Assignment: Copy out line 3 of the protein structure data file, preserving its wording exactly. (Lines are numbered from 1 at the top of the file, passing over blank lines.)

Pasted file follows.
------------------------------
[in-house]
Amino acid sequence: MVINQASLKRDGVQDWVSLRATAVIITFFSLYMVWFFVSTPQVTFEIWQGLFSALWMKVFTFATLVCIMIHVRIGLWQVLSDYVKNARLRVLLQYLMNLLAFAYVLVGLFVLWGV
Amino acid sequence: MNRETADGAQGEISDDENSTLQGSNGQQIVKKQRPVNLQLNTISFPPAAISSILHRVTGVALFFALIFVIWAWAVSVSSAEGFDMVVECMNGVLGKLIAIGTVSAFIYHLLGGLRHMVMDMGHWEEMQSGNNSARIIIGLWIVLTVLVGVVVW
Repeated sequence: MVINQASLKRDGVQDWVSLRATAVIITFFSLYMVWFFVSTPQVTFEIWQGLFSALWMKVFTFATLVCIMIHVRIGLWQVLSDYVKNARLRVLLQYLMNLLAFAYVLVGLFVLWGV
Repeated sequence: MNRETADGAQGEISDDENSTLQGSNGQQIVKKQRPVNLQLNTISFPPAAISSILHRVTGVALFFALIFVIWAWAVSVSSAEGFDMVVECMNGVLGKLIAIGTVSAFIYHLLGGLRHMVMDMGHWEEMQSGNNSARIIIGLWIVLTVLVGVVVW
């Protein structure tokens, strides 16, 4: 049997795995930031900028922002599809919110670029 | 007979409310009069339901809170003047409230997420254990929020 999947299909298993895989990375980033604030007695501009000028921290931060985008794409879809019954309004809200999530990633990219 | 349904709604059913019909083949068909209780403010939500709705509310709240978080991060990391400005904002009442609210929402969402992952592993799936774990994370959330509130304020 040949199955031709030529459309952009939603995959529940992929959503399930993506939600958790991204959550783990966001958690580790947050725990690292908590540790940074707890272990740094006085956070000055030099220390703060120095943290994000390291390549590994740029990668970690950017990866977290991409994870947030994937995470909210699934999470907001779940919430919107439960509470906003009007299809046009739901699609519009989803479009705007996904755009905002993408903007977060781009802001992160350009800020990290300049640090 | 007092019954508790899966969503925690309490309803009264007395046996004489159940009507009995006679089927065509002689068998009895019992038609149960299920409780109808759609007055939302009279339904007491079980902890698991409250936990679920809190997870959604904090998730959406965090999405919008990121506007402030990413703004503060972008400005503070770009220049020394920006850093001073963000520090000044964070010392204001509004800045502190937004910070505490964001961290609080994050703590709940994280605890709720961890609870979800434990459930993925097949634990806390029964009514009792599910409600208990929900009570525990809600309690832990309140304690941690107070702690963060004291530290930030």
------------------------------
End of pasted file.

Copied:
Amino acid sequence: MNRETADGAQGEISDDENSTLQGSNGQQIVKKQRPVNLQLNTISFPPAAISSILHRVTGVALFFALIFVIWAWAVSVSSAEGFDMVVECMNGVLGKLIAIGTVSAFIYHLLGGLRHMVMDMGHWEEMQSGNNSARIIIGLWIVLTVLVGVVVW